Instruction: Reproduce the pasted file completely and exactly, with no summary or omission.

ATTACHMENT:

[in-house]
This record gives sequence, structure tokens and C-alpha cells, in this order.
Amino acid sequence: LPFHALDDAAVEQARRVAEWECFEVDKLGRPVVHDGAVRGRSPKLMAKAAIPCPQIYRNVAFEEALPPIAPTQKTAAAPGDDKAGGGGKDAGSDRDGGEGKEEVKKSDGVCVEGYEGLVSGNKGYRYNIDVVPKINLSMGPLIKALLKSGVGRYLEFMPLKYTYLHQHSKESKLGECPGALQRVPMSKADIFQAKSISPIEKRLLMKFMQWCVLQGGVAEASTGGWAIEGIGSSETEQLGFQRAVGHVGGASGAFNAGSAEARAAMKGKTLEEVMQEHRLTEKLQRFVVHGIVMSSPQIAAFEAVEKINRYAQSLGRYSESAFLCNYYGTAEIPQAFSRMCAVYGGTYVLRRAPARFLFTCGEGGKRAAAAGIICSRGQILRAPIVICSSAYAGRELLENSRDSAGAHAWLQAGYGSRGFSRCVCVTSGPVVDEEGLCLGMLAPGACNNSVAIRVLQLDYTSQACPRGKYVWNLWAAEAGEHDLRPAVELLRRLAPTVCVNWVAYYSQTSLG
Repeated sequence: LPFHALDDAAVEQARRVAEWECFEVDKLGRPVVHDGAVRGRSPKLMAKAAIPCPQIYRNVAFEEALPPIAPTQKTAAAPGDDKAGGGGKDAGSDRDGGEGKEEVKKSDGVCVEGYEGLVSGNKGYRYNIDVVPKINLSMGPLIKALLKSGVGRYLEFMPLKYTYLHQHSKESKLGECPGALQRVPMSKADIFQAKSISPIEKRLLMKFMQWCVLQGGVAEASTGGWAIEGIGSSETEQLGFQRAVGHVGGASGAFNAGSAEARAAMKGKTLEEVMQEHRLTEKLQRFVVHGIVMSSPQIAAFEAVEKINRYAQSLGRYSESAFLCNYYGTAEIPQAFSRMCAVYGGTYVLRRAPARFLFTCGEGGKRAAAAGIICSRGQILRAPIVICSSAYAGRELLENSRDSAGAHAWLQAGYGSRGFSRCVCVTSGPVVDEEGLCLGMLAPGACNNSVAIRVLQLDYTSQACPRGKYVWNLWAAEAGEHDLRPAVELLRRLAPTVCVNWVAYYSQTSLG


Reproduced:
[in-house]
This record gives sequence, structure tokens and C-alpha cells, in this order.
Amino acid sequence: LPFHALDDAAVEQARRVAEWECFEVDKLGRPVVHDGAVRGRSPKLMAKAAIPCPQIYRNVAFEEALPPIAPTQKTAAAPGDDKAGGGGKDAGSDRDGGEGKEEVKKSDGVCVEGYEGLVSGNKGYRYNIDVVPKINLSMGPLIKALLKSGVGRYLEFMPLKYTYLHQHSKESKLGECPGALQRVPMSKADIFQAKSISPIEKRLLMKFMQWCVLQGGVAEASTGGWAIEGIGSSETEQLGFQRAVGHVGGASGAFNAGSAEARAAMKGKTLEEVMQEHRLTEKLQRFVVHGIVMSSPQIAAFEAVEKINRYAQSLGRYSESAFLCNYYGTAEIPQAFSRMCAVYGGTYVLRRAPARFLFTCGEGGKRAAAAGIICSRGQILRAPIVICSSAYAGRELLENSRDSAGAHAWLQAGYGSRGFSRCVCVTSGPVVDEEGLCLGMLAPGACNNSVAIRVLQLDYTSQACPRGKYVWNLWAAEAGEHDLRPAVELLRRLAPTVCVNWVAYYSQTSLG
Repeated sequence: LPFHALDDAAVEQARRVAEWECFEVDKLGRPVVHDGAVRGRSPKLMAKAAIPCPQIYRNVAFEEALPPIAPTQKTAAAPGDDKAGGGGKDAGSDRDGGEGKEEVKKSDGVCVEGYEGLVSGNKGYRYNIDVVPKINLSMGPLIKALLKSGVGRYLEFMPLKYTYLHQHSKESKLGECPGALQRVPMSKADIFQAKSISPIEKRLLMKFMQWCVLQGGVAEASTGGWAIEGIGSSETEQLGFQRAVGHVGGASGAFNAGSAEARAAMKGKTLEEVMQEHRLTEKLQRFVVHGIVMSSPQIAAFEAVEKINRYAQSLGRYSESAFLCNYYGTAEIPQAFSRMCAVYGGTYVLRRAPARFLFTCGEGGKRAAAAGIICSRGQILRAPIVICSSAYAGRELLENSRDSAGAHAWLQAGYGSRGFSRCVCVTSGPVVDEEGLCLGMLAPGACNNSVAIRVLQLDYTSQACPRGKYVWNLWAAEAGEHDLRPAVELLRRLAPTVCVNWVAYYSQTSLG